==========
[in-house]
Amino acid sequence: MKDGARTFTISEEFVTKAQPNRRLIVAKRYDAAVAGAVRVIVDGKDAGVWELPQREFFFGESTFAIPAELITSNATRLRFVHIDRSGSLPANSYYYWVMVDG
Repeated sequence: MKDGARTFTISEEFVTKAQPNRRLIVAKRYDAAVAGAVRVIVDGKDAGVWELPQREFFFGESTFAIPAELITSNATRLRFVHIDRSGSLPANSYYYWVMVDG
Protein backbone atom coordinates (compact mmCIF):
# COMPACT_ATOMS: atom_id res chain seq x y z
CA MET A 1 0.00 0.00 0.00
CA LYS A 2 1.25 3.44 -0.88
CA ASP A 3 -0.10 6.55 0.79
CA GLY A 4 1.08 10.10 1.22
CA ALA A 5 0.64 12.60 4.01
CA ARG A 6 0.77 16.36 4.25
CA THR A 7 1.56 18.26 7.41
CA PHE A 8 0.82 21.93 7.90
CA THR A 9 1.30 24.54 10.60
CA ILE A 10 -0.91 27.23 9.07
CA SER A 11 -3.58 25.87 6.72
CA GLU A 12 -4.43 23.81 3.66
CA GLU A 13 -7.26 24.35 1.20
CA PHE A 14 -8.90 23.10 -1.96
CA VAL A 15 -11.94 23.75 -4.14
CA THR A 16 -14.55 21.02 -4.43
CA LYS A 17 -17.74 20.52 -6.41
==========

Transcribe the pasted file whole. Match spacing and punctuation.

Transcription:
[in-house]
Amino acid sequence: MKDGARTFTISEEFVTKAQPNRRLIVAKRYDAAVAGAVRVIVDGKDAGVWELPQREFFFGESTFAIPAELITSNATRLRFVHIDRSGSLPANSYYYWVMVDG
Repeated sequence: MKDGARTFTISEEFVTKAQPNRRLIVAKRYDAAVAGAVRVIVDGKDAGVWELPQREFFFGESTFAIPAELITSNATRLRFVHIDRSGSLPANSYYYWVMVDG
Protein backbone atom coordinates (compact mmCIF):
# COMPACT_ATOMS: atom_id res chain seq x y z
CA MET A 1 0.00 0.00 0.00
CA LYS A 2 1.25 3.44 -0.88
CA ASP A 3 -0.10 6.55 0.79
CA GLY A 4 1.08 10.10 1.22
CA ALA A 5 0.64 12.60 4.01
CA ARG A 6 0.77 16.36 4.25
CA THR A 7 1.56 18.26 7.41
CA PHE A 8 0.82 21.93 7.90
CA THR A 9 1.30 24.54 10.60
CA ILE A 10 -0.91 27.23 9.07
CA SER A 11 -3.58 25.87 6.72
CA GLU A 12 -4.43 23.81 3.66
CA GLU A 13 -7.26 24.35 1.20
CA PHE A 14 -8.90 23.10 -1.96
CA VAL A 15 -11.94 23.75 -4.14
CA THR A 16 -14.55 21.02 -4.43
CA LYS A 17 -17.74 20.52 -6.41